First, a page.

New England opened up in the spring, and, now in early September, everything is open but we are worried again. We were told it wouldn’t be over as soon as we thought it would be and that seems to be holding true. A couple steps forward, some backward. Progress, but feels like regressing rather than progressing.
Residential real estate continues to shine brightly into all areas of New England. Favorable market conditions are driven by COVID-19 demand and a lack of inventory due to many factors but certainly in terms of the lack of new construction.
In commercial markets, after a 2020 pause, market participants cautiously re-engaged and market activity has been regarded as increasingly positive in those sectors that were forecast to emerge strongly from the pandemic’s effects, namely multi-family and industrial sectors.
Let’s consider industrial. In a 2020 pre-COVID CBRE study, it was forecast that “supply would outpace demand, creating a slight overhang of space. Vacancy [was] likely to increase, but only slightly.”
CBRE’s Market 2021 overview noted that “the Greater Boston Industrial market is quickly becoming one of the strongest in the nation and continued to build momentum at a record-setting pace in the second quarter of 2021. Almost 1.5 million s/f of positive absorption was recorded in the second quarter and 2.7 million s/f year-to-date, highlighting the explosive growth in the region. Asking rents continued to rise quickly, finishing the quarter at $10.53 per s/f NNN.”
The CBRE report goes on to say, “Boston has earned a seat at the table with the country’s most historically dominant industrial markets after clocking an unprecedented year-over-year rent growth of 14.8%, the sixth-largest.”
Boston’s surging local economy has created strong demand for final-mile logistics space. As industrial sites have been taken out of service due to demand for housing sites, there has been growing demand for logistics space. This is true not only in the core Boston area but in outlying areas, including Northern New England.
Northern New England markets have benefited from a spillover effect as well as from direct demand. As COVID has sharpened appetites for remote work, it is certainly reasonable to expect that companies that can afford to move into lower density areas will do so to attract and retain workers and enjoy lower living, housing, and business costs.
Maine’s industrial market consists of +/-59,000,000 s/f. Major additions to the inventory are surveyed at about 100,000 s/f per year over the past five years. Southern Maine benefits from proximity to Boston while further north the market is thinner with lower occupancies and rents.
The Maine market is currently experience high occupancy, i.e., in excess of 95%. Asking rents have doubled in 3+ years to +/-$8 per s/f NNN. Cap rates tend to be higher than in the Boston market but have shown compression over the recent past. Sale prices - measured on a price per square foot of building basis – have also trended up. Sales activity is much lower than closer to Boston and at least two reasons for that are: a smaller overall market and less overall demand.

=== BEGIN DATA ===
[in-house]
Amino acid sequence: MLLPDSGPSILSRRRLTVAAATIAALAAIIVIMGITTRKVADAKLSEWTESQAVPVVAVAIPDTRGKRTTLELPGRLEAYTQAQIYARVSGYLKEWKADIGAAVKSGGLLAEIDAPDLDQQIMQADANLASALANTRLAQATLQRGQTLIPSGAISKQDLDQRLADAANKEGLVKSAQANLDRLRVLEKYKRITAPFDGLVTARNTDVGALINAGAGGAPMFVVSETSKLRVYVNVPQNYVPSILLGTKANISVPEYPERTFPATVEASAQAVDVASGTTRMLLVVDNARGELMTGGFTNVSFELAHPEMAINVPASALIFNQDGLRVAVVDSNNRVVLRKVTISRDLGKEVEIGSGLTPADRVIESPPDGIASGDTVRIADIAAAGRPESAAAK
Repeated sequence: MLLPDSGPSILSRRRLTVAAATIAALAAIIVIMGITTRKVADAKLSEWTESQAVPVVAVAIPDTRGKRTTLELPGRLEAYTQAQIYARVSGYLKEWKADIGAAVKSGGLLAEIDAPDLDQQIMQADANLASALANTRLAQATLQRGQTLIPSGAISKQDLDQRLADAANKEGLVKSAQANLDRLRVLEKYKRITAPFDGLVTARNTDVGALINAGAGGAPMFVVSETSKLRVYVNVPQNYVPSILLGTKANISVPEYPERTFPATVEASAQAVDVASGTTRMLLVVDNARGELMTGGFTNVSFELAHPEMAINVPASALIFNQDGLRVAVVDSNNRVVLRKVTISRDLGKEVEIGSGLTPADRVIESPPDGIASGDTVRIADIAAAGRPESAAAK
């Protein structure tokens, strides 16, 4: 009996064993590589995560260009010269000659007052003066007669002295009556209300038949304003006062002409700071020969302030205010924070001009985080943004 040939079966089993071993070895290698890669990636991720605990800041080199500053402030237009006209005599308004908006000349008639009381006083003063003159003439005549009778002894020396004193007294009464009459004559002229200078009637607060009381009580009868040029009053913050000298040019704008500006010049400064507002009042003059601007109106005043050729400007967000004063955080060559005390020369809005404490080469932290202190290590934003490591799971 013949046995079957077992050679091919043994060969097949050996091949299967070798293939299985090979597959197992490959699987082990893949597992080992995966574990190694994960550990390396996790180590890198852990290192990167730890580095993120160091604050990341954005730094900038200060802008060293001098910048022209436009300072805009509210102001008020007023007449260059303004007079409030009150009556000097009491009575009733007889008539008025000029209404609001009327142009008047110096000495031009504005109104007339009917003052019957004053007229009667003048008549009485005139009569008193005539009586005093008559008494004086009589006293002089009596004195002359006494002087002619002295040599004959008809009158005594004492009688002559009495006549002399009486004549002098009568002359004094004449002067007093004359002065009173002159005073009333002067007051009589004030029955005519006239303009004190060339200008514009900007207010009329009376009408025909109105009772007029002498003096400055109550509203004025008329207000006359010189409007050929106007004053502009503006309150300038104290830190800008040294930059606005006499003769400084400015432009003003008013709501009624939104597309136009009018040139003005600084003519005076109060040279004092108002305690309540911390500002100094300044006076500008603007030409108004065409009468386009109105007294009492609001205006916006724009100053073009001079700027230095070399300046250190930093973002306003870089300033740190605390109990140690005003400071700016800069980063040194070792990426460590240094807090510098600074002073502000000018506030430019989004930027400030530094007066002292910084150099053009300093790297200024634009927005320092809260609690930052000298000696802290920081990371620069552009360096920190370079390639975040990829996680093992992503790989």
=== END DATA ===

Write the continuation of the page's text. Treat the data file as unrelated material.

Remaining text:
The Dunham Group reports the following with respect to the Portland market. The total market size is 20+ million s/f with a vacancy rate of less than 2.5%, average sales price per s/f have shown a very steady positive increase over the past decade, almost doubling during that period. Lease rates have shown a flatter rate of increase. The study notes the ability of the industrial market to “adapt and prosper” during COVID and it is likely to continue to do so.
Boston’s industrial market continues to benefit from the growth of the life sciences industry. That sector has shown a trend towards migrating to the suburbs to benefit from lower costs. Expect some interesting trends to continue to emerge. Another area to watch is cannabis.
In early 2021, overall industrial vacancy is down from 5% in mid-2020 with average asking rents continuing to trend upward from 2020s average $11.75 per s/f. Per square foot prices have continued to increase, with cap rate trending downward. Net absorption is positive.
Industrial has been the top performing asset class for several years running—and COVID-19 hasn’t done much to change that perception. Prospects for the Boston industrial sector in general show a largely positive trend and, while some concerns are raised about a bubble, much of the activity has to fulfill real, long-term needs.
Northern New England markets have participated in this run up. While the markets are much smaller, they show great strength from local factors as well as benefitting from what is happening in Boston.
Potential near and mid-term negative trends include U.S. and global uncertainties, COVID-19 resurgences, inflation, and concern about real estate bubbles. Markets need to be observed with care, without falling prey to overreacting to short-term trends and rumors and to understand that most investor behavior is over a long horizon.
William Pastuszek, Jr., MAI, ASA, MRA heads up Shepherd Associates LLC, Needham, Mass.